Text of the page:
A project without a deadline is a dream.
If you don’t qualify a deadline for your tasks, in my opinion, they will never get done, because other tasks will always find a way to prioritise themselves.
There is a great quote from Star Wars where Master Yoda says, “Do or do not, there is no try”.
This speaks more truth than you might first think. I believe that if someone tells me they will “try” to get a job done, then they already know that they probably won’t.
I much prefer “I will”, as this has more effort, commitment, and determination behind it.
You may also have heard the phrase: “any project will fill all the time it has available”.
If you decide a task will take a week to complete, but you allow yourself a month to get it finished, then it will take a month. If you think a task will take a week to complete but you give yourself 5 days, it will be done in 5 days.
As you begin to get closer to your deadline, the application of discipline and the fear of failure kicks in and makes sure you deliver what is expected of you.
Whatever space you have it will take up that time.
Why is it important to have deadlines?
Firstly, it means you don’t forget. It’s easy to drop tasks if they don’t have a deadline on them because they become unimportant, or your teammates may have forgotten that you were supposed to get it done too so there is no pressure of expectation.
Secondly, particularly if you are working as part of a team, it’s much easier to collaborate when you know who’s got the ball. If you all know the deadline for each of your sections it makes workflow a lot more cohesive,
It also prevents organisational or personal failure/disasters. You’re less likely to let other people down.
When it comes to setting a deadline, you’ve got to be realistic; you have to plan in as much detail as you possibly can everything that needs to happen so that you can pin each part to a timeline.
Start with your SMART objectives – specific, measurable, achievable, relevant and time-bound. You can use these for any project.
The smarter the higher quality the outcome of the project is likely to be.
Next, you need to delegate appropriately, think about – Who, what, where, when, why?
- Who – Who is going to be in charge of each task
- What – What tasks need to be done in order to maximise the outcomes of the project
- Where – Where does everyone need to be in order to get the project done, can tasks be done remotely, or do some tasks require collaboration in a shared space.
- When – set your deadlines for each task.
- Why – Why is each task important to the outcome of your project?
In our business, we have an ongoing question of how we justify the development of new products/services.
It might sound like a nice idea to develop something new, but we need to establish a priority level and will it ultimately sell and become profitable for us?
It’s imperative that you factor in a margin of time for problems, mistakes, and delays.
You should remember what Donald Rumsfeld calls the “Unknown unknowns – the things we don’t know we don’t know”.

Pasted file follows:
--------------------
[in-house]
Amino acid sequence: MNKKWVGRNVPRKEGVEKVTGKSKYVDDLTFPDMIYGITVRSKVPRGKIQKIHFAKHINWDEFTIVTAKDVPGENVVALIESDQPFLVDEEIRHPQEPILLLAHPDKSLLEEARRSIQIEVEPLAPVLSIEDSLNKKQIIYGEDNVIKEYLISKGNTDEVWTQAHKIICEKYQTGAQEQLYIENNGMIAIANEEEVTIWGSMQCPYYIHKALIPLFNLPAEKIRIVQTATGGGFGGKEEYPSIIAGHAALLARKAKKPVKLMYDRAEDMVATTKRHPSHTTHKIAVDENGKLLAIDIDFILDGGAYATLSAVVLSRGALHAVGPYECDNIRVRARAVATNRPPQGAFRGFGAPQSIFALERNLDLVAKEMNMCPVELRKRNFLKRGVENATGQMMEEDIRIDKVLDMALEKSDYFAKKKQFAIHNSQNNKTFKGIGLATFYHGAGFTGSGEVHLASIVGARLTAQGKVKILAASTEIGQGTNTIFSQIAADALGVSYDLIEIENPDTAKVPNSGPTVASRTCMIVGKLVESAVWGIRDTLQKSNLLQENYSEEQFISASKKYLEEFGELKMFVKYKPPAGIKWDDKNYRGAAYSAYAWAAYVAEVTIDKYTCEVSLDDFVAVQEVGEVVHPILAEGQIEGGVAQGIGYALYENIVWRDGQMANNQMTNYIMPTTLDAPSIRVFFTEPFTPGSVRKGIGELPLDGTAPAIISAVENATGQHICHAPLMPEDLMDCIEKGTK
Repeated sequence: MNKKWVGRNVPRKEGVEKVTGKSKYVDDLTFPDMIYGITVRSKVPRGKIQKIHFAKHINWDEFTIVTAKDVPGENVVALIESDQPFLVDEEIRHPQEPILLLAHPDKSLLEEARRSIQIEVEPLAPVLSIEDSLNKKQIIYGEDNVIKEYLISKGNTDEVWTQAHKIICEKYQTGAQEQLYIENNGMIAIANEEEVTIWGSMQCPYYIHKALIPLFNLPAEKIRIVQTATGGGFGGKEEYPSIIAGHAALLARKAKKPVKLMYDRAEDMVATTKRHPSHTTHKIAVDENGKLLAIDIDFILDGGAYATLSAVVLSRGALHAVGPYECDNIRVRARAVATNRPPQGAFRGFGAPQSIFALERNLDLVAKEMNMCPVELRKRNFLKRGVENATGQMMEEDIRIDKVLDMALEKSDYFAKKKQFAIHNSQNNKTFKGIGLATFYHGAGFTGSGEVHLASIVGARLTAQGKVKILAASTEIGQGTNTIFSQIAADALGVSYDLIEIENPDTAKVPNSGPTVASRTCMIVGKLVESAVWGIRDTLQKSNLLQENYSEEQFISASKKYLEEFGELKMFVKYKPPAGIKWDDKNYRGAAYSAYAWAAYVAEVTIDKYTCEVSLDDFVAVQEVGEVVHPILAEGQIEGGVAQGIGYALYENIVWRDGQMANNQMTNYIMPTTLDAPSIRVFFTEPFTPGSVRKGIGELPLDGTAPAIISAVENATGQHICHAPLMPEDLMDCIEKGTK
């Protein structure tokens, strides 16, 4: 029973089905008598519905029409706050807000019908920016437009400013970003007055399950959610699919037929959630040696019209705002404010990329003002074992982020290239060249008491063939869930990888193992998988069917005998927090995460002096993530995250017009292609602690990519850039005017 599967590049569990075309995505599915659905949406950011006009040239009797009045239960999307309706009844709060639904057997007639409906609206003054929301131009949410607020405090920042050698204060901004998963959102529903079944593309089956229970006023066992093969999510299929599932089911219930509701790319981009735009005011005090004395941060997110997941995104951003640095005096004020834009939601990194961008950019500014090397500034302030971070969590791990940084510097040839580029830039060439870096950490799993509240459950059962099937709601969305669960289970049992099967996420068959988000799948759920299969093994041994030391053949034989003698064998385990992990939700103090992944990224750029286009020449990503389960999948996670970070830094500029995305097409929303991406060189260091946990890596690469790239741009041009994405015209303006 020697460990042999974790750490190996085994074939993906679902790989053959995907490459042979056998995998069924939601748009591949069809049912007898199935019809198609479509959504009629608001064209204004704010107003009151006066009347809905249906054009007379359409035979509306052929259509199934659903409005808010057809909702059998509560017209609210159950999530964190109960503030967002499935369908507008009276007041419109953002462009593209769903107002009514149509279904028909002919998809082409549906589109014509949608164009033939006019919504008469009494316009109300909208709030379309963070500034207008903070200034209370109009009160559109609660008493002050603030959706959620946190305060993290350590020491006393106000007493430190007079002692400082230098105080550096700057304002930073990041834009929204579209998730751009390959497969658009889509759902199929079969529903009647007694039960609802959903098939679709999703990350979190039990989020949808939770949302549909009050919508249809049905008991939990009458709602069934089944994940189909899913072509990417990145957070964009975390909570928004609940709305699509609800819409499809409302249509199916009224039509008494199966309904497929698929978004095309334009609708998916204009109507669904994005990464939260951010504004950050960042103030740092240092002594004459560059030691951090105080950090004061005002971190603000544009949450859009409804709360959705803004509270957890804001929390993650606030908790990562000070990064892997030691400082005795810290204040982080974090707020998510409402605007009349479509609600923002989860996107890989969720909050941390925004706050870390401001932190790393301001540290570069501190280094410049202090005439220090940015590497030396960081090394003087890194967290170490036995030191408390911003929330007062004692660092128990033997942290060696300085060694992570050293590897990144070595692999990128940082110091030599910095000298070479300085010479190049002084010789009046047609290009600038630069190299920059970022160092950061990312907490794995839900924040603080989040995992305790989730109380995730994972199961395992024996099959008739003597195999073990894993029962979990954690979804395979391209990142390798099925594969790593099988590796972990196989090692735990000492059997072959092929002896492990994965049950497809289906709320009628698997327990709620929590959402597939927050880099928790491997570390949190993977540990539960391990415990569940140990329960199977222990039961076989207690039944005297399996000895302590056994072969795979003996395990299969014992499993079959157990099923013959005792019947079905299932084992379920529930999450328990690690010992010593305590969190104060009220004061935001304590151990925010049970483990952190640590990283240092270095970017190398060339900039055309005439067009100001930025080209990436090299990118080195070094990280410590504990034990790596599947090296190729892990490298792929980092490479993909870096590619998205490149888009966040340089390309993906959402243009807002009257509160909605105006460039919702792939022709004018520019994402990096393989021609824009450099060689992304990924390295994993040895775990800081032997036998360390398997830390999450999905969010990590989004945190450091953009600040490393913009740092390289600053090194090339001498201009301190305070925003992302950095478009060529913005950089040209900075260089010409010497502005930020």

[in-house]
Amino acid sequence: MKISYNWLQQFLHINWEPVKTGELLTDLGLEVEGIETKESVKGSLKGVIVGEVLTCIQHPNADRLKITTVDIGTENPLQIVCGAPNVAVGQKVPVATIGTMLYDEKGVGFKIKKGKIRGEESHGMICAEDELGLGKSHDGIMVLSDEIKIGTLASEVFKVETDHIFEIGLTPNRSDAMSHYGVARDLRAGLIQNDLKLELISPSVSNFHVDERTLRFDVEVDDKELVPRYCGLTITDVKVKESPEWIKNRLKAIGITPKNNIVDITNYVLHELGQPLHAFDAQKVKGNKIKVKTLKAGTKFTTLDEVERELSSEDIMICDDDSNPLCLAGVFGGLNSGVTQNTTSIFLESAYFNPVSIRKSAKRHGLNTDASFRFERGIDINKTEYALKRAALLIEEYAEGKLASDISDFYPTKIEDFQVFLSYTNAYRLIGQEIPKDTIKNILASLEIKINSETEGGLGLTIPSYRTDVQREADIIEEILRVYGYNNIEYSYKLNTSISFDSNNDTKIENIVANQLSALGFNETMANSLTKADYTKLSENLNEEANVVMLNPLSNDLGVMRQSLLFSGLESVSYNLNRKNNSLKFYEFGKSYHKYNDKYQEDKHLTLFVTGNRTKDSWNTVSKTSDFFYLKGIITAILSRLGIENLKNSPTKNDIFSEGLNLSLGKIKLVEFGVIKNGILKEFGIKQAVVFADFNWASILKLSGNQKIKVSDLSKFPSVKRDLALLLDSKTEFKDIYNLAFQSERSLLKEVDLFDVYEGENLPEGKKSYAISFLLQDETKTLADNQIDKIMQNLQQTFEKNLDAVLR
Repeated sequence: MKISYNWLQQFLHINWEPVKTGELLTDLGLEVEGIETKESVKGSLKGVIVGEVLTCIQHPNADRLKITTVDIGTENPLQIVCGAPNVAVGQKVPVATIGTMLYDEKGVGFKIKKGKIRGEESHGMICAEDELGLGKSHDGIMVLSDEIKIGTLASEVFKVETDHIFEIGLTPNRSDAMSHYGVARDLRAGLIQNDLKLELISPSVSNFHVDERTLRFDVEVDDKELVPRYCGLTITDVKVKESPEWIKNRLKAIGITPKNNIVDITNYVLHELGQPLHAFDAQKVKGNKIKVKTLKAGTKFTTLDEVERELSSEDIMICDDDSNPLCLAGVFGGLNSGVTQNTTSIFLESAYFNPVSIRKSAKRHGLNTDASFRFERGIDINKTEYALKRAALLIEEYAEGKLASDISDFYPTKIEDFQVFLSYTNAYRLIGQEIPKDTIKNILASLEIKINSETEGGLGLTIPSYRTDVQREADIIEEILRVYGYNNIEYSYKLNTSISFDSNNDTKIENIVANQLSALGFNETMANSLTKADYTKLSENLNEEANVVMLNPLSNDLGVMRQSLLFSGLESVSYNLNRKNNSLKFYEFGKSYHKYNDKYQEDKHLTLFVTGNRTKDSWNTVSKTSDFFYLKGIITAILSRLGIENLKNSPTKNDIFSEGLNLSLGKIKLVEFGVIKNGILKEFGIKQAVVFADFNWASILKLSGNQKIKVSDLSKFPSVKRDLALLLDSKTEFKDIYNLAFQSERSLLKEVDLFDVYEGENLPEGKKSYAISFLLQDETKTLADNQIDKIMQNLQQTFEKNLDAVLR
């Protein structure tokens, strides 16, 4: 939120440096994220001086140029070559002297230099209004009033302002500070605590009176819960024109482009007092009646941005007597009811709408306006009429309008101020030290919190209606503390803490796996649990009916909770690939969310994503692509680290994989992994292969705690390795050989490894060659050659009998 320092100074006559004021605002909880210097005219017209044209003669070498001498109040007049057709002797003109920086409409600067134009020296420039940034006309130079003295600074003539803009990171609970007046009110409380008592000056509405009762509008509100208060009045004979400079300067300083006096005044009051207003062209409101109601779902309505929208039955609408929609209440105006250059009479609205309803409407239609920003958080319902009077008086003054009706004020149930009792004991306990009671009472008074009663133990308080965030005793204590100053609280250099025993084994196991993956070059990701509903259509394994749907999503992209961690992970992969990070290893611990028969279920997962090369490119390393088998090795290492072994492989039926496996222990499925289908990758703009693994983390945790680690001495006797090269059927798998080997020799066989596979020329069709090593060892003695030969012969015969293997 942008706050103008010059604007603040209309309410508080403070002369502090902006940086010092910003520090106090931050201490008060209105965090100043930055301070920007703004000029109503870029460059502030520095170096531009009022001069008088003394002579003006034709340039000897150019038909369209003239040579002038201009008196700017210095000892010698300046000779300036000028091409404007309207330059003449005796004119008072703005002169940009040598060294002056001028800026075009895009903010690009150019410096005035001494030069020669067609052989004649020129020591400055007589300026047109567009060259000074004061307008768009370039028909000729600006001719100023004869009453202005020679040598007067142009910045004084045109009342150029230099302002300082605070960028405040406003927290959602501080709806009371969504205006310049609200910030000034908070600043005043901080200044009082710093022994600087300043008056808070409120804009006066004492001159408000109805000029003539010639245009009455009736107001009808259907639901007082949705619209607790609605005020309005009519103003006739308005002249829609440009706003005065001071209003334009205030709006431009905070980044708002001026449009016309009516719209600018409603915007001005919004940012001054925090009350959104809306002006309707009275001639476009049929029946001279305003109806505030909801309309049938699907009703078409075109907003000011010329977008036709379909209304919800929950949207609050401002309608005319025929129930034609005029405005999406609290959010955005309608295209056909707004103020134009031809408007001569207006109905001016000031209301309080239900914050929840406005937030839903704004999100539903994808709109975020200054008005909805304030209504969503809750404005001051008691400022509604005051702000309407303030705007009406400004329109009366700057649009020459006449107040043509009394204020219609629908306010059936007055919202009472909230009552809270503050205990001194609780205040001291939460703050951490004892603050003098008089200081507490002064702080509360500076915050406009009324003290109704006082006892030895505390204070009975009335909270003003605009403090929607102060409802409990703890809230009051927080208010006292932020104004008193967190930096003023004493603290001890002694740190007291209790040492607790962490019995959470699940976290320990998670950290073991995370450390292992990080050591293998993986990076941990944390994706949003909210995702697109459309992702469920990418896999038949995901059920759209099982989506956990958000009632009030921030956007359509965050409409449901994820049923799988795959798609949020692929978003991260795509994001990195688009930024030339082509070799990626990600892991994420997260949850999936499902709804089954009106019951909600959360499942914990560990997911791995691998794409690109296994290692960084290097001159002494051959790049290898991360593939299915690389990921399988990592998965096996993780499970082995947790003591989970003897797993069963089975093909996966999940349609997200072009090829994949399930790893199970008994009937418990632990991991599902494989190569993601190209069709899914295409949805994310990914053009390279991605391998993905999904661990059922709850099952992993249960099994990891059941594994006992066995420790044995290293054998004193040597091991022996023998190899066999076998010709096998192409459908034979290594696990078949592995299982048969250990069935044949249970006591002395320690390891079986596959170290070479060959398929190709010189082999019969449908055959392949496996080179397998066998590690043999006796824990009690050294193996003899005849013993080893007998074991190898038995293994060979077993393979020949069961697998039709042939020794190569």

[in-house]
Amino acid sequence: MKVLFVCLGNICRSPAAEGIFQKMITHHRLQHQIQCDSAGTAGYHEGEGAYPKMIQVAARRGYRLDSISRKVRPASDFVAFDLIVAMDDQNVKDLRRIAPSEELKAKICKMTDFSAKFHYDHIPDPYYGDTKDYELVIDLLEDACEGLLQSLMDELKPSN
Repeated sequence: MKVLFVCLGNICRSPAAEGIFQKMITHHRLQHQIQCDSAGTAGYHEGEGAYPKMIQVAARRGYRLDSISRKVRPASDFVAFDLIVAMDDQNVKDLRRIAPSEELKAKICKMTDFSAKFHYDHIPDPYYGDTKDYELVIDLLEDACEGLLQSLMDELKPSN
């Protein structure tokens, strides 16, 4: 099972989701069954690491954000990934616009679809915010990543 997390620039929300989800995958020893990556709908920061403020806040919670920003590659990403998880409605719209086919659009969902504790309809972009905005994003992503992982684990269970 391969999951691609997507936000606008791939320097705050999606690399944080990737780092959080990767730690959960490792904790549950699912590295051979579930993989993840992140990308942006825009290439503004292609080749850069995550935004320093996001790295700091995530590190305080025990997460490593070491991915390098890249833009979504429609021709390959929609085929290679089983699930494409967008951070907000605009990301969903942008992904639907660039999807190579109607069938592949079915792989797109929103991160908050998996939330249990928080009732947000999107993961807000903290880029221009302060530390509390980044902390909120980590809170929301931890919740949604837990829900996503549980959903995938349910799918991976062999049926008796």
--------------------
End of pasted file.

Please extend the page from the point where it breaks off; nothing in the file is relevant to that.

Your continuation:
Remember to allow time for testing too, some things don’t always work the way you expect them too and issues will only arise in the testing phase of the project.
As you are establishing your deadline you need to collate the thoughts of everyone involved in the project.
It’s okay if you set yourself a deadline, but If your team don’t agree with it then they won’t deliver because it wasn’t in line with their needs for a deadline too.
Let your team take responsibility for the project but make sure to provide them with the resources they need. Do they have enough time, training, budget?
Once you have reached your decision you should document it for commitment and critical path reasons. Documenting your path and your deadlines helps you feel committed to the project in hand. As much as possible should be written down and accessible to the wider business.
Make sure to check up on your team along the way and make sure they are on track to meet their deadline and act accordingly. If they are on track, praise/reward them, if they are not on track, ask them what they need to get the job done, or alternatively, remind them of your expectations.
All these things allow you to make sure a project is delivered on time.
Tips for getting the job done
Whilst most of us are able to multitask, some of us better than others, sometimes your focus needs to be on doing the job at hand properly.
A study by Time magazine found that most people work for only 11 minutes before they get distracted, and it can then take them up to 25 minutes to return to a focused state of mind. This means that half the working day to some extent wasted.
There’s nothing wrong with some social time at work, but that level of distraction will sink your productivity levels and cause you to miss your deadlines.
I have a technique that works brilliantly for me.
It’s called “The Pomodoro Technique” – in short, it’s basically breaking up your day into 25 minutes chunks where you focus on one thing – all distractions off – no emails or phone notifications – then take 5 minutes to relax, get a coffee, check your emails, whatever you need to do then you move onto the next 25-minute chunk.
It works well for days where you have less time booked in meetings and more time to get on with work.
I urge you to give it a try if you want to increase your productivity and see how you get on!
If you liked this blog, check out others in my series below “Lessons from Leaders”, where I give and discuss business advice I have learnt from others throughout my career so far!
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